[Read the whole post on screenanarchy.com...] »
All of a sudden the scary decline at the indie box office has reversed. Through the first five months of 2017, only four films opening limited in the standard four New York/Los Angeles theaters opened with a per theater average of $20,000. In the last four weeks, four films have opened strong as “Beatriz at Dinner” (Roadside Attractions), “The Big Sick” (Lionsgate) and “The Beguiled” (Focus) opened well and reached crossover crowds.
This week’s addition, Sundance comedy hit “The Little Hours” (Gunpowder & Sky) is the latest surprise. Loosely inspired by the bawdy 14th-century Boccaccio classic “The Decameron” (The Hollywood version starred Joan Fontaine while Pasolini shocked in 1971), this tale is set in the Medieval Italian countryside with bawdy contemporary dialogue as a randy peasant hides out at a convent after his master catches him with his wife. It did strong business at four theaters on two coasts.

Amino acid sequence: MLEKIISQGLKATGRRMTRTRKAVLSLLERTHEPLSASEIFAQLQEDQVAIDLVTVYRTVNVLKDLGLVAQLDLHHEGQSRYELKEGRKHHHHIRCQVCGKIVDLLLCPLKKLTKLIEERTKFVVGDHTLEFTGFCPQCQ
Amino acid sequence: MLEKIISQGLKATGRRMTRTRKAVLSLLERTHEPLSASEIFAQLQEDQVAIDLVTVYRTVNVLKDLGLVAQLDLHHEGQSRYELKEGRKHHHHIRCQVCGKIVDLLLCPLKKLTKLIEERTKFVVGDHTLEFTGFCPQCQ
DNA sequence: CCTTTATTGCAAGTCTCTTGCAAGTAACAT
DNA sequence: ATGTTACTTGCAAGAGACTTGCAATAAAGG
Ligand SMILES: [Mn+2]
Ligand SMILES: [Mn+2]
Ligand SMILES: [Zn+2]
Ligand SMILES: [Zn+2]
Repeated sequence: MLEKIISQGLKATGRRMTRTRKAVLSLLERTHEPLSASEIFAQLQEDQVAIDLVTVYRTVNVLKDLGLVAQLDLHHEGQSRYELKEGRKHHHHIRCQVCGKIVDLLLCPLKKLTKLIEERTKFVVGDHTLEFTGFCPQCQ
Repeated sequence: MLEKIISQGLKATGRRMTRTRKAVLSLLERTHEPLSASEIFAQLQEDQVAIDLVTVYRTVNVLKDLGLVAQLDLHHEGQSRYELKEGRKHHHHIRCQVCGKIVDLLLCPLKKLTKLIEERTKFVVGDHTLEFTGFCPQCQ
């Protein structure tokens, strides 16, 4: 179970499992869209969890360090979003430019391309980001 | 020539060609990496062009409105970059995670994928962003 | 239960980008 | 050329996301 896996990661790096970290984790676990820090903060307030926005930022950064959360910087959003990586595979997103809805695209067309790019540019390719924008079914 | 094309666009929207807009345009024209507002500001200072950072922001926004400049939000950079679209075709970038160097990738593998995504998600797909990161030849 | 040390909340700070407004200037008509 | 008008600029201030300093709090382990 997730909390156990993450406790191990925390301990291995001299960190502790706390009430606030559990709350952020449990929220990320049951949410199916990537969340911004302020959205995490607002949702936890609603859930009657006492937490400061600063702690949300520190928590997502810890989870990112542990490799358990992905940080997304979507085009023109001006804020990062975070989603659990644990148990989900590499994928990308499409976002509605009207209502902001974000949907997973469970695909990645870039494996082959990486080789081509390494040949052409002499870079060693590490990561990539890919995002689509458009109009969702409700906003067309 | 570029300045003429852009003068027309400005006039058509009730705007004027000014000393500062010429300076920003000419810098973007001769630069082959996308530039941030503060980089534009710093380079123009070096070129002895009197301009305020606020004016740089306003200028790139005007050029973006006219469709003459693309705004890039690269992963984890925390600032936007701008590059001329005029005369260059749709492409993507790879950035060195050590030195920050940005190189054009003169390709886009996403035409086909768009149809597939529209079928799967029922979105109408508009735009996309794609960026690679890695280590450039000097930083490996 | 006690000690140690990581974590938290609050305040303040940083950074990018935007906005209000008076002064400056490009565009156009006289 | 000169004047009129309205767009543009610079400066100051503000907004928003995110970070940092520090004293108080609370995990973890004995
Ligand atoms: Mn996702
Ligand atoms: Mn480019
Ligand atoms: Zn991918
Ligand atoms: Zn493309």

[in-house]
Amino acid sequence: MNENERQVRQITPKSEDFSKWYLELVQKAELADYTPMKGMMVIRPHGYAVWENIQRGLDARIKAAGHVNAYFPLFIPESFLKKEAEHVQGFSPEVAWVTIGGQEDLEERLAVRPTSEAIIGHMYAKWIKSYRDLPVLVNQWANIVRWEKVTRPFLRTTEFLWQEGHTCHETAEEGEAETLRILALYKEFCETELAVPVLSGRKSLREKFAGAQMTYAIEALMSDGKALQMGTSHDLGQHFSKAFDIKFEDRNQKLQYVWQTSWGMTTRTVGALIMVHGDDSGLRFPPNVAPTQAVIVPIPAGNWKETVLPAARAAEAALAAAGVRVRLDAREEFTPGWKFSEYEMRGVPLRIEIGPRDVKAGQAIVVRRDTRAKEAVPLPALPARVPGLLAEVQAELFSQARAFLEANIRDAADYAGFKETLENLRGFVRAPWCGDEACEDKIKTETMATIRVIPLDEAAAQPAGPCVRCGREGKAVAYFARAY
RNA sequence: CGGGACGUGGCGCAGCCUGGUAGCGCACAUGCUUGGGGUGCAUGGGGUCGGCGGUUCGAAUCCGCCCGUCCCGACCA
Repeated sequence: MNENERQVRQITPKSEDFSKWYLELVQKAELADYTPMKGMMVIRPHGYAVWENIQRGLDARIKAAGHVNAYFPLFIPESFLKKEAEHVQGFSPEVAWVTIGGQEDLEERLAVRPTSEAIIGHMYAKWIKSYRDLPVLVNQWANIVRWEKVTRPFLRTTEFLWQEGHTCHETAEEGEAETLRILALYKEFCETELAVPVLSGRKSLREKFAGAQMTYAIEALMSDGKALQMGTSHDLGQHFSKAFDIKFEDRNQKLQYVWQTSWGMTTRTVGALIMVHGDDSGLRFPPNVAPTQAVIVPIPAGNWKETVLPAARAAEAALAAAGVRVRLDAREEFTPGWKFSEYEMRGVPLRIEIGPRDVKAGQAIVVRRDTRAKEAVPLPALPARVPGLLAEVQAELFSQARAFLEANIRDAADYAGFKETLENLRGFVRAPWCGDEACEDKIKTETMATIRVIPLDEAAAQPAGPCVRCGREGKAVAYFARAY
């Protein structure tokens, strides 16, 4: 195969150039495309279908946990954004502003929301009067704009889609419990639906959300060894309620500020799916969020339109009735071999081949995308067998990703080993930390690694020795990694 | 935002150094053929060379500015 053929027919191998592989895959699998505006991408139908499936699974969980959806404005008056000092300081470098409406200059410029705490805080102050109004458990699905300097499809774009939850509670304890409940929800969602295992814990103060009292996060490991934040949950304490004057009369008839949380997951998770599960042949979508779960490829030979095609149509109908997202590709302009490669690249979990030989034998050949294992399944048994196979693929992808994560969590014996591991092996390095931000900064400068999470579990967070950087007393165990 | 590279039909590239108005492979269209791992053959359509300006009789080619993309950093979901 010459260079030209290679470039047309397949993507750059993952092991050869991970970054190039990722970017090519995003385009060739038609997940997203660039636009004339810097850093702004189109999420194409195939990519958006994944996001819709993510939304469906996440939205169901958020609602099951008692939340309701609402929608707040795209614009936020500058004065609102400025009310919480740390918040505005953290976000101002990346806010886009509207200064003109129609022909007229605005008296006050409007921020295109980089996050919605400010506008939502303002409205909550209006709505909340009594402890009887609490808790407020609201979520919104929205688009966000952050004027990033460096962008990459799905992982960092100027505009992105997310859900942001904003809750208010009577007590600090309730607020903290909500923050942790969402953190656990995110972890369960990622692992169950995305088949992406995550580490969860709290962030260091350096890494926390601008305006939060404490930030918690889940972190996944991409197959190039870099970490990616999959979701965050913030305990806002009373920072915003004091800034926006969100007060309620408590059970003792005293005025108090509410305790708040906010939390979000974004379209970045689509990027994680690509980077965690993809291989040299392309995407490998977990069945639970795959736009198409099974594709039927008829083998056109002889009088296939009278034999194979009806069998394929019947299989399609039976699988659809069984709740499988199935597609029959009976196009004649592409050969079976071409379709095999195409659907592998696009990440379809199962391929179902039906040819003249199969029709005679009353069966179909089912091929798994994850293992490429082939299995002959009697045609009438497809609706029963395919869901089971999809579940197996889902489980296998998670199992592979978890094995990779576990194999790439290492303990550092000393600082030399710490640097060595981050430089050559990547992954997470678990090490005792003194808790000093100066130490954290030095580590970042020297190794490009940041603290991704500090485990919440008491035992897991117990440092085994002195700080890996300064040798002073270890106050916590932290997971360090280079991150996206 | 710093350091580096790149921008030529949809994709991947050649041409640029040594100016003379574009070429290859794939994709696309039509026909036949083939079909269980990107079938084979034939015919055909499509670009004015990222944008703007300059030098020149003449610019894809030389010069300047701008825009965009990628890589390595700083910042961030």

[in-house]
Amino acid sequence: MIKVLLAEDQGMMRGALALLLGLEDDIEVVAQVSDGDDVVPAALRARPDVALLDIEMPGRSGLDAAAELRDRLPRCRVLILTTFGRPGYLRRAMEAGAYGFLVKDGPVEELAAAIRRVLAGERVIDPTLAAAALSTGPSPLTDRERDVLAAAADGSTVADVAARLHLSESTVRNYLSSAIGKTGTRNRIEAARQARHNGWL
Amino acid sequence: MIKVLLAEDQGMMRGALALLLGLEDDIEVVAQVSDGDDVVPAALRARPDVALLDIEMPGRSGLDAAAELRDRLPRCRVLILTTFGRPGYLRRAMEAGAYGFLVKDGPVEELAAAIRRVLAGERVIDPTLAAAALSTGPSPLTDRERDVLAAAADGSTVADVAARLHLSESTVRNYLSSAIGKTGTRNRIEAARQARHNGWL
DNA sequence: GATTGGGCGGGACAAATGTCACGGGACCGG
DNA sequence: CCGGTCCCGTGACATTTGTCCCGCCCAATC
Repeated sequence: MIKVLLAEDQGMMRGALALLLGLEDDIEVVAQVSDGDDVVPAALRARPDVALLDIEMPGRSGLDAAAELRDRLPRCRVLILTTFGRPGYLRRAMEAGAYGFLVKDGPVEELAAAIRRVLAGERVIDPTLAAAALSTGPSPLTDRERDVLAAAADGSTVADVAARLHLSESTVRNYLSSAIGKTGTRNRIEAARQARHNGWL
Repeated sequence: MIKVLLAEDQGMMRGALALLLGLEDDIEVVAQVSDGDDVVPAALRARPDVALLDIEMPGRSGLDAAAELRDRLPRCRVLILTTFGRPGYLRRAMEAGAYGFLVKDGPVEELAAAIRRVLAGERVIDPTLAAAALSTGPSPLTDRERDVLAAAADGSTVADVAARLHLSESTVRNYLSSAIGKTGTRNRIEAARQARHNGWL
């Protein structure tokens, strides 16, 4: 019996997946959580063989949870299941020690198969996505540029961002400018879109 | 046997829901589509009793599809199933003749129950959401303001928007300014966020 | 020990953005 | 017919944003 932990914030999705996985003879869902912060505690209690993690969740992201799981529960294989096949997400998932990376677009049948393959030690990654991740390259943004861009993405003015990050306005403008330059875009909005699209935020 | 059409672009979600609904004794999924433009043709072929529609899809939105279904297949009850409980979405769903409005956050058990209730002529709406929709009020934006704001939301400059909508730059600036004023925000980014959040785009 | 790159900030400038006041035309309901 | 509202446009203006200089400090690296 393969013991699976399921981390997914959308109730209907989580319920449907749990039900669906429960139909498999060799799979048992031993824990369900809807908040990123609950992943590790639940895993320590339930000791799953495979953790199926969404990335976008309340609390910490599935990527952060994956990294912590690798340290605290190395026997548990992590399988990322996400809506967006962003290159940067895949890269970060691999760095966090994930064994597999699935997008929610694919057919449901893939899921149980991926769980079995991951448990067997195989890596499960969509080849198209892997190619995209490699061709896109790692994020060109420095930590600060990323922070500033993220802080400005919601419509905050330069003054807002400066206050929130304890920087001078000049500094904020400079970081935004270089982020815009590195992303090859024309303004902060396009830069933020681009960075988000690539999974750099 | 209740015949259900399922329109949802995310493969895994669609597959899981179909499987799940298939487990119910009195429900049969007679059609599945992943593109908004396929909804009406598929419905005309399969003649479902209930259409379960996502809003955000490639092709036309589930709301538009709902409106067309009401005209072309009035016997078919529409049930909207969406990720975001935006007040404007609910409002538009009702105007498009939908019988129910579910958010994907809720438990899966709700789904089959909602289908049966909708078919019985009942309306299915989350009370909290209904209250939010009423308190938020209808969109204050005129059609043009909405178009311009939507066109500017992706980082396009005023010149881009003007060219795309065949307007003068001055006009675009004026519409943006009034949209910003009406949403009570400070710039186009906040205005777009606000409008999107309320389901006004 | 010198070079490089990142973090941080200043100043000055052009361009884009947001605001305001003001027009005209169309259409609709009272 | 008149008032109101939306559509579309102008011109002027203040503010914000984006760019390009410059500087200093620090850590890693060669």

This comes the »
- Tom Brueggemann
Easily the most mellow of the films of Sam Peckinpah, this relatively gentle western fable sees Jason Robards discovering water where it ain’t, and establishing his private little way station paradise, complete with lover Stella Stevens and eccentric preacher David Warner. Some of the slapstick is sticky but the sexist bawdy humor is too cute to offend . . . and Peckinpah-phobes will be surprised to learn that the movie is in part a musical.
1970 / 1:85 widescreen / 121 min. / Street Date June 6, 2017 / available through the WBshop / 21.99